Nick Castellanos is poised to take a step forward at the plate and in combination with the addition of Justin Upton in left field, the Tigers’ offense should soar once again.

The Kansas City Royals will again be tough to hurdle and in the end this may end up the most competitive division in baseball — not the best, necessarily — and if three teams are within a game or two of the lead with a few weeks to go it will be tough to bet against the defending champs.

East: Boston Red Sox
I could see any of three clubs winning the east — Toronto Blue Jays and New York Yankees included — but I like the Red Sox, who have the best blend of talent on the mound, ace through closer, and within their regular lineup. Mookie Betts and Xander Bogaerts continue their push toward the league’s better performers, David Ortiz remains highly productive in the DH role and the Sox boast two outfielders in Jackie Bradley, Jr. and Rusney Castillo that could surprise some offensively as Bradley did the second half of 2015. The outfield defense is second to none.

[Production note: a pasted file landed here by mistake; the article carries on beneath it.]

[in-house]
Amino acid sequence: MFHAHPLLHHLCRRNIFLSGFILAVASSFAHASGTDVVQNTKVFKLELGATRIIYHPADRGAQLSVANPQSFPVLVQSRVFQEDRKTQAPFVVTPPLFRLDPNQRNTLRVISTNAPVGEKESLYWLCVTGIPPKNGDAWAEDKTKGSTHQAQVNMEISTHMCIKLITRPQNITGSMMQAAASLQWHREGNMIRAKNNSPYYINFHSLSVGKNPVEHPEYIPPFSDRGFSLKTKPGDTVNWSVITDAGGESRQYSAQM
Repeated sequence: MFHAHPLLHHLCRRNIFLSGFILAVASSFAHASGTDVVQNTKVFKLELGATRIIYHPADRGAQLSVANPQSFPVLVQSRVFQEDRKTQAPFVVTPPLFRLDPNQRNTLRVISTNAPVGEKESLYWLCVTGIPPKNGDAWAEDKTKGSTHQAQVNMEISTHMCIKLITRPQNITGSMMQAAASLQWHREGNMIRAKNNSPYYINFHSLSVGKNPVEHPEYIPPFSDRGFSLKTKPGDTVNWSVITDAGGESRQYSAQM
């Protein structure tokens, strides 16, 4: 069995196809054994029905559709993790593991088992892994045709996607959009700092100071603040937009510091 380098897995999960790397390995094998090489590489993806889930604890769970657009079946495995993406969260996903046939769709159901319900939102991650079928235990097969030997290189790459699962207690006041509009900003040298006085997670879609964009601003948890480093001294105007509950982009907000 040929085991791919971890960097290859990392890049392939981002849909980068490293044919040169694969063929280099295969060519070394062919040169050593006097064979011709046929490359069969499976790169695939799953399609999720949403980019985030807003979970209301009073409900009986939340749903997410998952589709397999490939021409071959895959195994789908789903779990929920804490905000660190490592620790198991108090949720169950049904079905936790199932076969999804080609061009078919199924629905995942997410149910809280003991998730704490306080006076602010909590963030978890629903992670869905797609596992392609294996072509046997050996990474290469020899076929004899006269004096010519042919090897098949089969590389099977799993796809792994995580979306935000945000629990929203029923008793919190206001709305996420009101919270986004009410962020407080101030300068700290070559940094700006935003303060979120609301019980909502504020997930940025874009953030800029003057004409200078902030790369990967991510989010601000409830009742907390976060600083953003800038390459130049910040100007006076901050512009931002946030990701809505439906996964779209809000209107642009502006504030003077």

What could derail the Red Sox? Injuries, of course, and they’ve had a lot of problems keeping their key players on the active roster the past few years, including Dustin Pedroia, who played just 93 games a year ago and he’s now 32 years of age.

I’m not sure the Blue Jays have the starting pitching some seem to believe they do; R.A. Dickey is not the Cy Young version of a few years ago, David Price‘s two-month stint is now in Boston and J.A. Happ is what he is — a No. 4 starter. Aaron Sanchez is moving from the bullpen to the rotation and if his transition is anything but a raging success from the get-go, the Blue Jays’ staff may only be fourth best in the division, ahead of only Baltimore. I love Marcus Stroman, but it’s probably a bit much to expect him to be the 230-inning ace that could propel the rotation into more rarefied air.

The Jays will again hit and now have Troy Tulowitzki to start the season, but he’s not a safe bet for 150 or more games and it’s reasonable to expect Josh Donaldson to take a small step backward, and the same goes for the 35-year-old Jose Bautista and the 33-year-old Edwin Encarnacion.

The Yankees need more luck with health than either Toronto or Boston and are older at key spots. I wouldn’t be shocked if they won the division, but it’ll take some undoing of their fiercest competition.

Wild Card 1: Kansas City Royals
Wild Card 2: Toronto Blue Jays

American League Champion: Texas Rangers

Most Valuable Player: Xander Bogaerts, SS — Boston Red Sox